If you are evaluating or using a Secure Sockets Layer (SSL) VPN, you may want to know exactly how SSL works, and...
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what types of attacks it protects against.
SSL, a protocol used to secure network transactions, was developed by Netscape in the mid-90s. Its successor, Transport Layer Security (TLS), was developed by the Internet Engineering Task Force as an enhancement to SSL. The basic operation of the two protocols is the same, but TLS incorporates improvements found as SSL became widely used. TLS 1.0 is documented in RFC 2246. TLS 1.1, defined in RFC 4346, corrects some vulnerabilities in the earlier version.
SSL and TLS were developed primarily to protect Web transactions, but they can be used to protect any type of network traffic that utilizes TCP at the transport layer. Both SSL and TLS are located above TCP in the protocol stack. Applications that interface with TCP when security is not required interface with SSL or TLS when security is required.
The position of the protocols above TCP means protocol data can traverse a firewall using Network Address Translation (NAT). But an application must be specifically designed for SSL or TLS, since internal logic in the application must determine when to utilize the protocols or when to make calls to TCP directly. All commonly used browsers support both SSL and TLS. SSL VPN vendors provide support for other applications.
The first step in creating a secure connection is making sure you are connecting to the intended endpoint. The process of verifying the identity of the other endpoint is called authentication. SSL and TLS use X.509 certificates along with public key encryption for authentication. Certificates are created by certificate authorities (CA). Client software maintains a list of approved CAs.
Software acting as an SSL or TLS client requests a connection with a server. The server responds by sending its certificate. The client verifies that it has connected with the desired party by examining the certificate. The certificate contains the server's domain name, the server's public key, the domain name of the issuing CA and the issuing CA's digital signature. The client:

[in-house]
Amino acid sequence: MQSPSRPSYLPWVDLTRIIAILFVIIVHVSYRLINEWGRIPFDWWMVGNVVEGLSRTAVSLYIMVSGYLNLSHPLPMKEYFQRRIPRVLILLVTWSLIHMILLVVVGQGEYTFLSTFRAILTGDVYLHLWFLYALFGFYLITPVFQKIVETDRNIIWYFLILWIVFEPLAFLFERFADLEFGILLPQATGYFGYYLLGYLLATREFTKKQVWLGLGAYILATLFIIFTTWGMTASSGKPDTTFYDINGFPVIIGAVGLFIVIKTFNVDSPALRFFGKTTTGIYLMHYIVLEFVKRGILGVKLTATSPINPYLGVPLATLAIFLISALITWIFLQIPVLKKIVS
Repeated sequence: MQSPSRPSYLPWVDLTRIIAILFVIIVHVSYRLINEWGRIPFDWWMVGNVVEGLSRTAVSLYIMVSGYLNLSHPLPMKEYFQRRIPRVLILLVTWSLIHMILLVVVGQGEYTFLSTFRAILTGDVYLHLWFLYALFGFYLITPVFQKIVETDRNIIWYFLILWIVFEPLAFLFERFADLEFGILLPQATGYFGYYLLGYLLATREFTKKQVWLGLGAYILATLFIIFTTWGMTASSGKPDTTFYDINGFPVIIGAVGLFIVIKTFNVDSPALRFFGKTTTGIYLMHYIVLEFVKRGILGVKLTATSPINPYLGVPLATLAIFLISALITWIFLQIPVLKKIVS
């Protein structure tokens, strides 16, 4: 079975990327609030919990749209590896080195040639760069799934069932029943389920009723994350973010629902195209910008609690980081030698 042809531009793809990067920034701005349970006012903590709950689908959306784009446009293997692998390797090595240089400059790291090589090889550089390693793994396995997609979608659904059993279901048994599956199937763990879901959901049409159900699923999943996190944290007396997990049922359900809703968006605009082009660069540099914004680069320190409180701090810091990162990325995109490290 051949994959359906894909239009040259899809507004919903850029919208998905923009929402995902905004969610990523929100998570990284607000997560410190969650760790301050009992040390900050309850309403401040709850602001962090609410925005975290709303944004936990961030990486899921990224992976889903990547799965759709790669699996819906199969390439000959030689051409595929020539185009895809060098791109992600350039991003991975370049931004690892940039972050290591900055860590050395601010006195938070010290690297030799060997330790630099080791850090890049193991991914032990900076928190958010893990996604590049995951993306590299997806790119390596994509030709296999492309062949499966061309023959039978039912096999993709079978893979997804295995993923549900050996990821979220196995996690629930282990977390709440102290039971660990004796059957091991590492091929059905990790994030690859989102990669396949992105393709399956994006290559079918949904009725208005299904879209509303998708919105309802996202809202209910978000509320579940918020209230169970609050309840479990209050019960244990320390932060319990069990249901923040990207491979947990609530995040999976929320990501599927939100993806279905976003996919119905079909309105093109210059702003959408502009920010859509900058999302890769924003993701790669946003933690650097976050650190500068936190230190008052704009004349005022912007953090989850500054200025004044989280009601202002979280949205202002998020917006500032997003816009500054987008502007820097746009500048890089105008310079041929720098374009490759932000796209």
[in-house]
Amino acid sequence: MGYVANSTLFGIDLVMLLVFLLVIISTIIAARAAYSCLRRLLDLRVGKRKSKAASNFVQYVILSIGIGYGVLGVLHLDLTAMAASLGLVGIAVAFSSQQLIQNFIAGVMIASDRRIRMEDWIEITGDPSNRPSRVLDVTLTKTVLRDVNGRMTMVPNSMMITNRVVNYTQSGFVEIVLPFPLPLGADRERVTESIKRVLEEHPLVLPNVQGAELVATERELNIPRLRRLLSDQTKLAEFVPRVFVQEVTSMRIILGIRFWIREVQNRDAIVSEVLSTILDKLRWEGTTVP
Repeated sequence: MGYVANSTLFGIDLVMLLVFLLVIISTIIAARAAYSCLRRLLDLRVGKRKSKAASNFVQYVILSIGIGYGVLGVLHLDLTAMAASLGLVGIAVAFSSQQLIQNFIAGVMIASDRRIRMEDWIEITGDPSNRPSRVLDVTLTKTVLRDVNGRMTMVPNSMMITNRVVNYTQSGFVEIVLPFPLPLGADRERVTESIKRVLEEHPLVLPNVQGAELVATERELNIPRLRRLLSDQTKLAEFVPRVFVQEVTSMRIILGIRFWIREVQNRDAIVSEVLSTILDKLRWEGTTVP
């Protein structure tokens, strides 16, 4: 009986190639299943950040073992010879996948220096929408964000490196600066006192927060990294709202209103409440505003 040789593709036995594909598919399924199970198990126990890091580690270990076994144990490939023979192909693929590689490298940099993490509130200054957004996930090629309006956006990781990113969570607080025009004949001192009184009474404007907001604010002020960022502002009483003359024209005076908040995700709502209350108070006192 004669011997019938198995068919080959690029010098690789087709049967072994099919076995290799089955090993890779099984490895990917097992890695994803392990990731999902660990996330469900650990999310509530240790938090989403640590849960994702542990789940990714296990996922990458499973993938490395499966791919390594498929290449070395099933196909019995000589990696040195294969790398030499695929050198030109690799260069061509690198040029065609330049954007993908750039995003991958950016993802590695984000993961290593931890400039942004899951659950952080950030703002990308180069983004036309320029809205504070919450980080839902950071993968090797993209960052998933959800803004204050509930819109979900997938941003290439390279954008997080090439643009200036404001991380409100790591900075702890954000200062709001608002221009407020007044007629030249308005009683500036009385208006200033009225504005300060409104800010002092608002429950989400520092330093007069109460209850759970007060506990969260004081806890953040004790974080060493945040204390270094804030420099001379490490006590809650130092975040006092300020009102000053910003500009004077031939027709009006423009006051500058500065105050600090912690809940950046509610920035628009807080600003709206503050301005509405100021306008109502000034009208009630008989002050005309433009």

- Checks that the CA issuing the certificate is on its list of approved CAs.
- If it is, the client uses the CA's public key, included in the approved CA list, along with the CA's digital signature to verify that the certificate has not been altered since it was created by the CA.
- Finally, the client checks that the server's domain name supplied in the certificate matches the domain name of the requested server.
- If authentication of the client is required, the server follows the same steps as those described above.
Once the identity of the endpoints is verified, data may begin to flow. Symmetric key encryption is employed instead of continuing to use public key encryption to reduce the high computation load required by public key. SSL and TLS also use message authentication codes (MACs) to protect against man-in-the-middle attacks, in which the data is intercepted and modified between the sender and receiver.
The development of SSL and TLS relied upon years of careful development of authentication, encryption and MAC techniques, but they have made e-commerce possible. The fact that the protocols are implemented in browsers has also made SSL VPNs easy to use.
About the author:
David B. Jacobs has more than 20 years of networking industry experience. He has managed leading-edge software development projects and consulted for Fortune 500 companies as well as software startups.
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